Old 07-14-2013, 03:30 AM
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Default RE: wall charger and 6V - NiMH battery



Common on people, in the past wall chargers That came with transmitters had an extra port to charge NiMh batteries, it is trickle charge so you have to leave it overnight. But it works.



I change now to LiFe for my receiver packs, but when I was using NiMh never had a problem charging them overnight w the wall charger the transmitter came with.

Old 07-15-2013, 05:55 AM
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Default RE: wall charger and 6V - NiMH battery

I use the DVM from ace Rc. They work great. So if you can locate any of those your will be golen. They have two charge outlets and you can set how many mah you want to charge your packs! For 0 to 250 mah. So you can charge up to 2500 mah pack. 4 or 5 cell. I have been using them for years and never had a problem what so ever.. Hope this helps some..
Old 07-15-2013, 07:25 AM
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Default RE: wall charger and 6V - NiMH battery

The charger in question is most likely rectified AC without much if any filtering. The average voltage you read with a DC voltmeter is quite a bit lower than the peak voltage. The peaks will charge a battery to a level higher than what you read a
s the average voltage
Old 07-15-2013, 07:35 AM
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Default RE: wall charger and 6V - NiMH battery

+1!
When I was still running 5 cell Nicd's for receiver packs, I used the Futaba wall-wart that came with the 9C, (110mA on the receiver output) it fully charged the 5 cell 1100mAh Nicds I was using at the time with no problem, as confirmed by my good old Digipace II.
The only Nixx cell I use today is a glow igniter!
Pete
Old 07-15-2013, 05:13 PM
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Default RE: wall charger and 6V - NiMH battery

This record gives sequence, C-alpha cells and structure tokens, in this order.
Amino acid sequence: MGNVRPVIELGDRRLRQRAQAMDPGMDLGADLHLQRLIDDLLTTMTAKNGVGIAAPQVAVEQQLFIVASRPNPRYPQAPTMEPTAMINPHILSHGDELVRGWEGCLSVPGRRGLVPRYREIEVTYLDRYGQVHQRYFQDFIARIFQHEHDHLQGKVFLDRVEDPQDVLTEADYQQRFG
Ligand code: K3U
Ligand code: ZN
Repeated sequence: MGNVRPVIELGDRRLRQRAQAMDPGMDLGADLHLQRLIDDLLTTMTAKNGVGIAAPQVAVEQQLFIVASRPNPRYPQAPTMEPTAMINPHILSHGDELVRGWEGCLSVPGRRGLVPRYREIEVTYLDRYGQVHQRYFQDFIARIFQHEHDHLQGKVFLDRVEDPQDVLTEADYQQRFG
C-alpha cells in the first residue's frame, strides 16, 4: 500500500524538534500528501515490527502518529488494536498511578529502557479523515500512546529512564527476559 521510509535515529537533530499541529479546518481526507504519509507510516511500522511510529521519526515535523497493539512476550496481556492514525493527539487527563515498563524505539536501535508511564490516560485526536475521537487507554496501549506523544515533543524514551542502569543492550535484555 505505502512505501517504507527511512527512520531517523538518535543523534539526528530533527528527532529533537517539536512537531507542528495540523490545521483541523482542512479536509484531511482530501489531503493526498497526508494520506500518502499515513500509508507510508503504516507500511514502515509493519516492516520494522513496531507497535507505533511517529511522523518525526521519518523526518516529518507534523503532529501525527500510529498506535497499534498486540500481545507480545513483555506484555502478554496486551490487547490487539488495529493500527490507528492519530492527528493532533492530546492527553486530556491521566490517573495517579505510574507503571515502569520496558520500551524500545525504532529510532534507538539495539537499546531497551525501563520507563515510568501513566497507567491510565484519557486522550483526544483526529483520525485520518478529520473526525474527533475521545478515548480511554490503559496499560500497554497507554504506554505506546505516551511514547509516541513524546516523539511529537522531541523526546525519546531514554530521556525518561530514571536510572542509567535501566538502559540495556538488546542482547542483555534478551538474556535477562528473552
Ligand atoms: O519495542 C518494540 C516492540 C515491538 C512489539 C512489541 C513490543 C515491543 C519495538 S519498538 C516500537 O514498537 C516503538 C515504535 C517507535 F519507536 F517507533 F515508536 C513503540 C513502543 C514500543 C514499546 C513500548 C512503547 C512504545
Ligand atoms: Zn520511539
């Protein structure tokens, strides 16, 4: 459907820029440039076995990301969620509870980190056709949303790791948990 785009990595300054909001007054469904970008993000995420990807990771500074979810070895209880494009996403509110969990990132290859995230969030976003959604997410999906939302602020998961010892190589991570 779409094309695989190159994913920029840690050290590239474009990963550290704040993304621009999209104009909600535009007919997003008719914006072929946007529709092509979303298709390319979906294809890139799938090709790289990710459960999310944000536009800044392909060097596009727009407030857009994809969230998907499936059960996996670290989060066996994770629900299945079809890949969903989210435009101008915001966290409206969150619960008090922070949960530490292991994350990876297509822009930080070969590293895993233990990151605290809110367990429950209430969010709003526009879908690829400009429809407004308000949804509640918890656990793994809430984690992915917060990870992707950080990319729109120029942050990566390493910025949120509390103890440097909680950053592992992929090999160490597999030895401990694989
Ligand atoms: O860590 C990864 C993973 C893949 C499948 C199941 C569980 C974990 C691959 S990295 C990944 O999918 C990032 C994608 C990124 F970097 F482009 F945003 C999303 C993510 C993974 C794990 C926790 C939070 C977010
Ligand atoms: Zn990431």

Jvt, Take it from an old tech. Over 50 years now. Started in the Navy. The only way you can tell how well the wall charger is charging a five cell pack is to put an ampmeter in series while you are cahrging it. If it says 50 ma at 4.8 it will be lower for a 6 volt pack. How much depends on the charger. It will charge a 6 cell pack. It just takes longer. If you are using a 5 cell 600 ma pack, It won't be fully charged in the same amount of time as a 4 cell pack. Any way it works. It just takes longer. Sam
Old 07-16-2013, 04:42 AM
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Default RE: wall charger and 6V - NiMH battery

If you want to know what your peak voltage is on the charger, just put a small capacitor on the output leads (no other load) and measure the voltage with a DC voltmeter. The capacitor will charge to the peak voltage as long as no other load is on it. If the voltage is not regulated, a conventional ammeter will not accurately measure the current being put into the battery. If you have an RMS (root mean squared) ammeter, you will get the correct reading but such an instrument is not commonly available.